Thorfinn Sigurdsson, also known as Thorfinn the Mighty and Earl Thorfinn lived from about 1009 to 1064. He rose to become Earl of Orkney and control Orkney, Shetland, and the Hebrides, plus Caithness and Sutherland. The wider picture in Scotland at the time is set out in our Historical Timeline.
Thorfinn Sigurdsson was the youngest of five sons of Sigurd Hlodvirsson, Earl of Orkney, but the only one whose mother was the Earl's second wife, one of the daughters of Malcolm II of Scotland. As a result, he was Malcolm II's grandson. Earl Sigurd was killed in battle in Ireland in 1014, and Orkney was divided between three of Thorfinn's older brothers, Sumarlidi, Einar and Brusi. Malcolm II responded by granted Caithness and Sutherland to the young Thorfinn with the title Earl of Caithness, and by arranging his fostering by Thorkel Amundason.
Sumarlidi died in about 1015 and the still very young Thorfinn Sigurdsson claimed Sumarlidi's third of Orkney. This led to conflict with his brother Einar, who wanted Sumarlidi's share for himself. Armies were raised by Einar on Orkney and on Thorfinn's behalf in Caithness, but war was avoided when Earl Brusi persuaded Einar to accept a compromise that saw Thorfinn gain a third share of the islands. Einar continued to cause problems, however, and made life extremely difficult for Thorkel Amundason, who was acting as Thorfinn's tax collector on Orkney. Thorfinn and Thorkel then gained support from King Olaf Haraldsson of Norway. Armed conflict was again avoided by the intervention of Earl Brusi, but during the festivities to cement the new accord, Thorkel Amundason killed Einar.
In 1021 Thorfinn and Brusi appealed to King Olaf of Norway to help resolve a dispute between them over the division of Einar's share of Orkney. This he did, largely by taking a third for himself, to be managed by Brusi. When King Olaf was overthrown in 1028, Brusi handed over King Olaf's third of Orkney to Thorfinn. Thorfinn then took charge of Brusi's remaining third on the latter's death in 1030, leaving the still only 21 year old Earl Thorfinn as the undisputed holder of the Jarldom of Orkney from the King of Norway and the the Earldom of Caithness from the King of Scots.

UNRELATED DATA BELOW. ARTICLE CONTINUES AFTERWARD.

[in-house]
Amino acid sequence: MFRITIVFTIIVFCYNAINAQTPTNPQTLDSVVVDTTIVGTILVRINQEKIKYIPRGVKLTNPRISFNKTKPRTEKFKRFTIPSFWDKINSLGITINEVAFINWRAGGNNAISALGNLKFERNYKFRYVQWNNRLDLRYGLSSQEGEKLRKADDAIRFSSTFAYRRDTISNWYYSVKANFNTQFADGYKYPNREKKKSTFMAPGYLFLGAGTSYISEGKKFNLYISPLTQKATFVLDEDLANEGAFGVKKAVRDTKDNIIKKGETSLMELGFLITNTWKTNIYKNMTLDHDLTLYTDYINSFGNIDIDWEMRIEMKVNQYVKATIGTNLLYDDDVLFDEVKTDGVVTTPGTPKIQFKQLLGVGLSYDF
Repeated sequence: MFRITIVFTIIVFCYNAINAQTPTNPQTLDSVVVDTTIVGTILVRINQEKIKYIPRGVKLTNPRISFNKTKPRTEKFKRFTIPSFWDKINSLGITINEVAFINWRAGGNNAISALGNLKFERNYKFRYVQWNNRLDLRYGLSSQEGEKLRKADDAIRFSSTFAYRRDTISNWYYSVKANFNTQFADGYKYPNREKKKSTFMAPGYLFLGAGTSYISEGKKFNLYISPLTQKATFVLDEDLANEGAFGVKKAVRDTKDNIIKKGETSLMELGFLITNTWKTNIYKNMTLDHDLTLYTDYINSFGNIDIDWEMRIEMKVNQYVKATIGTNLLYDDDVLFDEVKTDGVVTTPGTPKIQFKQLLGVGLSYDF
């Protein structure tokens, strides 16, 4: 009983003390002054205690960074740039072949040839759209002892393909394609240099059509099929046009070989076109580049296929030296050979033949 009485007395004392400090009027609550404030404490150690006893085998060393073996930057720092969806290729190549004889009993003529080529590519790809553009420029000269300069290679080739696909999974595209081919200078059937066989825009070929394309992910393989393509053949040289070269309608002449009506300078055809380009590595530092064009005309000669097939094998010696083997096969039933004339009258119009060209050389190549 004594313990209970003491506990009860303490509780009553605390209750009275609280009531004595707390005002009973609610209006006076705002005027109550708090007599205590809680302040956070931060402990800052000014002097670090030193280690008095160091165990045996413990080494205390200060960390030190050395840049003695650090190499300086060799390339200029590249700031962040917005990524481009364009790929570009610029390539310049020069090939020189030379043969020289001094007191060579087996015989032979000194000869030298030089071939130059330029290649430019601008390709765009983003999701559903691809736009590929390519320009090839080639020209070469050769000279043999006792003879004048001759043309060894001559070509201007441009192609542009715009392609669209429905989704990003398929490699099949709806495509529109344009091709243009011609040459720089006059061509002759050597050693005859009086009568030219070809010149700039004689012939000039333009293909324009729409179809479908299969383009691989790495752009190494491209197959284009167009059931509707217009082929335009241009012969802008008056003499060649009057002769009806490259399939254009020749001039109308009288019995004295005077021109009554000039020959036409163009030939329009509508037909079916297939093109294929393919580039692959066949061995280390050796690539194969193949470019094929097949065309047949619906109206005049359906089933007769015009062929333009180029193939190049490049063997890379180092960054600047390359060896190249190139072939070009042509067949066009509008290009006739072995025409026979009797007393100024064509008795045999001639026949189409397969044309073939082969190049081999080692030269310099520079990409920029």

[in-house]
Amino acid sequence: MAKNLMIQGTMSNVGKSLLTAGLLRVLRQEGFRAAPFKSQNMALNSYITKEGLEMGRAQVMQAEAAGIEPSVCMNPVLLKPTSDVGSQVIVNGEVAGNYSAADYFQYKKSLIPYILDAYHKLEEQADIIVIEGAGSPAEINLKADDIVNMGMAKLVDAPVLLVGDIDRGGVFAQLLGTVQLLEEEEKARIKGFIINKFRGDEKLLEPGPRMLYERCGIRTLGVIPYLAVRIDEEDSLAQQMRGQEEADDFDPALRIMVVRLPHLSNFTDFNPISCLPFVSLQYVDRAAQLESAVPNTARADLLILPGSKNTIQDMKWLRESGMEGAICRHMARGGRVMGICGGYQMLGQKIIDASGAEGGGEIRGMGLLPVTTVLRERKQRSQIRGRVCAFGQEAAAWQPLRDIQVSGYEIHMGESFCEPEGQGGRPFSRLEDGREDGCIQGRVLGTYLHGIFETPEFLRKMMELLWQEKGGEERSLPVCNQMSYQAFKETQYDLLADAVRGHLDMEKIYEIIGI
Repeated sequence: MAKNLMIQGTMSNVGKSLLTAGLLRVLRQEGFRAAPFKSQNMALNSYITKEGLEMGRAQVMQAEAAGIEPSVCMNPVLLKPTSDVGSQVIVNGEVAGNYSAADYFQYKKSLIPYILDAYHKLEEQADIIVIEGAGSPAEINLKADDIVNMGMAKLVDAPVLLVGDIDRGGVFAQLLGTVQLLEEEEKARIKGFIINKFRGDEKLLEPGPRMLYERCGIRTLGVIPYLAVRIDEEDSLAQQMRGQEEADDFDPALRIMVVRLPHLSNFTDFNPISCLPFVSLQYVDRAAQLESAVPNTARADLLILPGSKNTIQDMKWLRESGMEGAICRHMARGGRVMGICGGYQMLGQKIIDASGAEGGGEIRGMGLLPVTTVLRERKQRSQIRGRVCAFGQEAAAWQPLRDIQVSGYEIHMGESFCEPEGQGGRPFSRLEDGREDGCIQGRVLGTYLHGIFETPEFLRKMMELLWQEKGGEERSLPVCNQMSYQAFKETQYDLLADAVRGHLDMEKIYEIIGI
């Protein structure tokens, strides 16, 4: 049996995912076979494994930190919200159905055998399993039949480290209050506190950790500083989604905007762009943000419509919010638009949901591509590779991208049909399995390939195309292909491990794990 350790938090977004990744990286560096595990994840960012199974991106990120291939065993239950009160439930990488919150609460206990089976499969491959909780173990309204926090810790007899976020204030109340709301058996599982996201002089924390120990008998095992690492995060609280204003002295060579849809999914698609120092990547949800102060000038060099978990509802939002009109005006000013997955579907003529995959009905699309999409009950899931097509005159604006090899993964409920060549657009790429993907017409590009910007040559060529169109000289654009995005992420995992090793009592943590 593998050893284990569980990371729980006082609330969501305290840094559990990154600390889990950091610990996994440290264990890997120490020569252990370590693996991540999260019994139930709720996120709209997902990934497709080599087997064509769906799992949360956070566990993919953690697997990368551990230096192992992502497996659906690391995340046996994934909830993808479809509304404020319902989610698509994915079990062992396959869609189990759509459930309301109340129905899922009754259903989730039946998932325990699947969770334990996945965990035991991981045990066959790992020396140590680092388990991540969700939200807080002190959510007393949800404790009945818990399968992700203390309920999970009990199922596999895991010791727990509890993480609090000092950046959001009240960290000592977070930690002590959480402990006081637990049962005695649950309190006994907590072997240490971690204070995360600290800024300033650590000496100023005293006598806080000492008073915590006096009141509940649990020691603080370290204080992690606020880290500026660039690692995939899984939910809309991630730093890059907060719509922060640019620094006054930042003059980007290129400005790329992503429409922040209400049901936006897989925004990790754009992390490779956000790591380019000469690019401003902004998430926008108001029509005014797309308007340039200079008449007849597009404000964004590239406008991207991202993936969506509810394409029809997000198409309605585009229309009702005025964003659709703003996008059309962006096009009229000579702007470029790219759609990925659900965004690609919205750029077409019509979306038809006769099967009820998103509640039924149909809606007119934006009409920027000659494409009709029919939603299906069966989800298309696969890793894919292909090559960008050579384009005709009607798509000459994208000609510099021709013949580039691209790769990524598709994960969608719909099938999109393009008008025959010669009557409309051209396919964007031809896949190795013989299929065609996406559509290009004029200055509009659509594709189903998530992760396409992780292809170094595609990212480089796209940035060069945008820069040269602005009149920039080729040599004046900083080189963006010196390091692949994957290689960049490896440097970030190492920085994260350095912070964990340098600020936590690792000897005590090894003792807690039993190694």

Some time in the 1030s, Thorfinn's hold on the Earldom of Caithness seems to have been challenged by the Earl of Ross. He successfully fought off this challenge, and reportedly responded by raiding deep into Scotland. In 1037 King Magnus I of Norway granted the third of Orkney the Norwegians believed they owned to Thorfinn's nephew Rognvald Brusason, arguably in gratitude to Rognvald's support for Thorfinn's successful campaigns of conquest through the Hebrides and in Ireland. Rognvald and Thorfinn subsequently fell out, and after Thorfinn had been surprised and almost killed at a farm on Orkney's Mainland, he subsequently turned the tables and killed Rognvald on the island of Papa Stronsay. While all of this was going on, Earl Thorfinn found the time and the forces he needed to join with one cousin, Macbeth, to help him challenge another cousin, King Duncan I, for the Scottish throne. The three met in battle on 15 August 1040 near Elgin; Duncan I was killed, and Macbeth became King of Alba.
By upbringing, Thorfinn was a Christian. He oversaw the introduction of the first Bishop of Orkney to the islands in 1035. Then, in 1048, Thorfinn went on a pilgrimage to Rome. The date of Thorfinn's death has been the subject of some controversy. According to some sources he must have died in the early 1050s, because his widow Ingibiorg is recorded as having then married Malcolm III of Scotland. Other sources claim he died in about 1064 and the Ingibiorg who married Malcolm III must have been Thorfinn's daughter. If all this sounds a little vague, remember that this was an era when only very selective accounts of events were published: the uncertainty is such that there are even people who have suggested that Thorfinn the Mighty and Macbeth were actually one and the same person. Thorfinn was buried in the grounds of the Christchurch he built at Birsay, on Orkney, since replaced by St Magnus Church.